5 Insider Tips for Making Money of Local Storage Auctions

Why Buy Storage Auctions?

Self storage auctions are a unique and potentially quite powerful tool for people with good self motivation to earn extra money on the side, by attending local storage auctions on the weekends and processing their spoils into profits.

Thousands of people all over the country have already bought up delinquent storage lockers and have had varying levels of success. Some folks just want to experience the spectacle of the public auction and some others just like the opportunity for finding deeply discounted household goods.

The most successful auction hunters are the ones that can develop a professional outlook on local storage auctions. These successful storage buyers consider attending public sales of delinquent storage lockers to be their side job. They also know these insider tips, which are essential for a positive experience when attending your first few storage auctions.

Tip #1 Cash in Pocket

There are two main reasons why you should come to a storage auction prepared with cash on your person. The first reason is that the auctioneer / storage company requires that you pay in full for every unit you have won at the end of the auction. You need to pay before you get a gate code or permission to access the unit, so having cash on hand just makes this entire process much simpler. You also need to be aware that many self storage companies will require a security or cleaning deposit before you are allowed to begin offloading your winnings.

This is done in order to prevent the extremely unpleasant situation that occurs when a storage auction unit buyer takes what they want and then leaves all the mess and junk for the poor manager to deal with. For this reason, you should also be aware that most every self storage company that conducts auctions on delinquent units will require you to sign an agreement stating that you will take full possession of the unit in its entirety upon purchase and that the obligation to leave it absolutely empty and clean becomes entirely yours.

The second important reason you should bring a finite amount of cash is that it will force you to stay within your budget limits. Some new auction goers find the competitive bidding process to be very exciting, but it's therefore too easy for some folks to get caught up in the action and end up exceeding their actual spending limit. Keeping a few hundred dollars in cash on your person makes it a lot easier to keep yourself reined in, especially if you tend to have an excitable nature or tendencies toward gambling behaviors.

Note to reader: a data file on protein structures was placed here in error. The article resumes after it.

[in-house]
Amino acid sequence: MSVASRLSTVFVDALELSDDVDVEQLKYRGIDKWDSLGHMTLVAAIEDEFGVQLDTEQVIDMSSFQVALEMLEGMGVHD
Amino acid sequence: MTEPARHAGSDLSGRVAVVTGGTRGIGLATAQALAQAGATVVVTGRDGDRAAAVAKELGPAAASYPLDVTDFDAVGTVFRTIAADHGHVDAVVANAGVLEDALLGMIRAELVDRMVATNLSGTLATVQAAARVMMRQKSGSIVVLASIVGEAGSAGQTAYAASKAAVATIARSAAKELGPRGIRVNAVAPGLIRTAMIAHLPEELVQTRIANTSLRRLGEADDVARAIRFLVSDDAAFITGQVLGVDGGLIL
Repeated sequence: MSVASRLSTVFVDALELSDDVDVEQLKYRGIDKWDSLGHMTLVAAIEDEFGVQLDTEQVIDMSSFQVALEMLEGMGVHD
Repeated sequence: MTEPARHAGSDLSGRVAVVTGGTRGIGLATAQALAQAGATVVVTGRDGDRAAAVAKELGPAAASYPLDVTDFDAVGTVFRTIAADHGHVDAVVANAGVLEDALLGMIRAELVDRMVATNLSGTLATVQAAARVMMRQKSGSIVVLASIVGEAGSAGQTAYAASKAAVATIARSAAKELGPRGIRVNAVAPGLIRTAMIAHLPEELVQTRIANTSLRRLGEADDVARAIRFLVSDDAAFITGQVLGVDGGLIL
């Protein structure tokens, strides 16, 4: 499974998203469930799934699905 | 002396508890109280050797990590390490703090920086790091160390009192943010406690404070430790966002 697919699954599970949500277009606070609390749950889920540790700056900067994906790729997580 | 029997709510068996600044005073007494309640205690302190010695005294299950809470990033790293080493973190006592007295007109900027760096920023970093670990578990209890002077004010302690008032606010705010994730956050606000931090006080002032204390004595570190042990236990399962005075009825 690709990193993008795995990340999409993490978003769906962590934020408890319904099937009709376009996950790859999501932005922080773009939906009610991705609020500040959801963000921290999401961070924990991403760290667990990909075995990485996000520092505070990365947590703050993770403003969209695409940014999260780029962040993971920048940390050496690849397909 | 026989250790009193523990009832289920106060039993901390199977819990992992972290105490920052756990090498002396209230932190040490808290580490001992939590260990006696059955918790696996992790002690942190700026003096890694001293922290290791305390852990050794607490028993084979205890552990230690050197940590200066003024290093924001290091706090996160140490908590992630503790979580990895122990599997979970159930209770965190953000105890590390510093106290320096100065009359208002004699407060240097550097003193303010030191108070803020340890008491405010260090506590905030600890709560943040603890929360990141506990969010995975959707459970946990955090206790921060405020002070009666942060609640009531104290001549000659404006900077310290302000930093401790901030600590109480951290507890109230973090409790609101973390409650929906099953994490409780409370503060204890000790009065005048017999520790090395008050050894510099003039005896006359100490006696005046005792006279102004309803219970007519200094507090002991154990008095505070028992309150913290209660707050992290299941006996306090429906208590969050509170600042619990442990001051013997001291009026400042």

Tip #2 - An Appropriate Get-Away

Speaking of emptying the unit in its entirety and leaving it clean so you can reclaim your security deposit, you should put some forethought into the vehicle you bring with you on auction day. If you normally drive a compact car, this might suffice if you only buy a small unit and your car is totally empty. Otherwise, you could end up with a nice big problem on your hands when you finish paying for your 10x30 garage sized unit only to realize you'll now be making about 7 trips to and from home just to get all your new things out.


Tip #3 - Creating a Storer Profile

There's no real substitute for experience and getting a firsthand feel for which units actually produce profits and which are mostly filled with junk, but you can at least know the technique that the storage buying pros use.

When the door to the repossessed storage unit gets thrown up in the beginning, everyone present will get a few moments up at the threshhold to peer around inside the unit. DON'T go inside, and DON'T touch anything. These are great ways to get yourself thrown out or permanently banned from future auctions.

What you SHOULD be doing when you get your chance to peek inside is using your imagination to assemble a "storer profile", a story that tells about the kind of customer that originally rented this delinquent unit and why they needed to do that.

If you see a bunch of garbage and loose clothes strewn all over the unit, that's a good indication that the original tenant didn't take too much pride in their things nor feel any burning obligation to organize or protect them. There may still be something of value inside, but there will also be a lot of junk you'll have to deal with.

The units you should be interested in will have labeled or organized containers - this reflects that the original owner cared a great deal about their things. Most of the time, this will translate to higher overall value.


Tip #4 - Carry a Torch

When you get your chance to peek into the unit, you can legally and rightfully double the extent of your gaze by blasting a large flashlight into the back of the unit. This can make the difference between seeing a valuable item in the back or thinking that the storage locker is far less worthwhile because you can only see the front half.


Tip #5 - eBay is Your Friend

I've talked to a lot of storage auction buyers that understand and have success with the basics of purchasing the good units, but who nevertheless won't even try eBay for reselling their collected wares. This is crazy. eBay is a vehicle that will put your items in front of the eyes of thousands and dozens of thousands more buyers than could ever come to your yard sale or see your local craigslist posting.

There are even ways of drastically reducing your fees for selling on the online marketplace. If you use only one photo of your item and you are willing to start the opening bid at 99 cents,you get to list your item for free.

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